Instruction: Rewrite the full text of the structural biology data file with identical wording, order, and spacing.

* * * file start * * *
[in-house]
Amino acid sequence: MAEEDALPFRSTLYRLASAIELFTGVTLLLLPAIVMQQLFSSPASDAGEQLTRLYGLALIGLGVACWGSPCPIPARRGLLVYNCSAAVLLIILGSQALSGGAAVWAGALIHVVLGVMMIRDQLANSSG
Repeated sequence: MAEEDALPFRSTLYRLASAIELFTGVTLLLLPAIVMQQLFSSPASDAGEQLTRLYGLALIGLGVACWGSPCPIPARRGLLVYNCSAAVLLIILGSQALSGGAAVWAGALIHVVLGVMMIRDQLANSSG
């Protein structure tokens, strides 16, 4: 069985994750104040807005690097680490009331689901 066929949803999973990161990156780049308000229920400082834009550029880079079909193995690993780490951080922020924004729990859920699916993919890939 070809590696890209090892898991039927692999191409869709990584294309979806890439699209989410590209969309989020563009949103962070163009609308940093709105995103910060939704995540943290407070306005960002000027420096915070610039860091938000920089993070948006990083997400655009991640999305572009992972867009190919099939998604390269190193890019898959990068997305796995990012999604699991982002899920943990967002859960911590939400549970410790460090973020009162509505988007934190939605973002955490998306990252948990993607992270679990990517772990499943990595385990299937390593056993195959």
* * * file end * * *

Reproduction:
[in-house]
Amino acid sequence: MAEEDALPFRSTLYRLASAIELFTGVTLLLLPAIVMQQLFSSPASDAGEQLTRLYGLALIGLGVACWGSPCPIPARRGLLVYNCSAAVLLIILGSQALSGGAAVWAGALIHVVLGVMMIRDQLANSSG
Repeated sequence: MAEEDALPFRSTLYRLASAIELFTGVTLLLLPAIVMQQLFSSPASDAGEQLTRLYGLALIGLGVACWGSPCPIPARRGLLVYNCSAAVLLIILGSQALSGGAAVWAGALIHVVLGVMMIRDQLANSSG
């Protein structure tokens, strides 16, 4: 069985994750104040807005690097680490009331689901 066929949803999973990161990156780049308000229920400082834009550029880079079909193995690993780490951080922020924004729990859920699916993919890939 070809590696890209090892898991039927692999191409869709990584294309979806890439699209989410590209969309989020563009949103962070163009609308940093709105995103910060939704995540943290407070306005960002000027420096915070610039860091938000920089993070948006990083997400655009991640999305572009992972867009190919099939998604390269190193890019898959990068997305796995990012999604699991982002899920943990967002859960911590939400549970410790460090973020009162509505988007934190939605973002955490998306990252948990993607992270679990990517772990499943990595385990299937390593056993195959």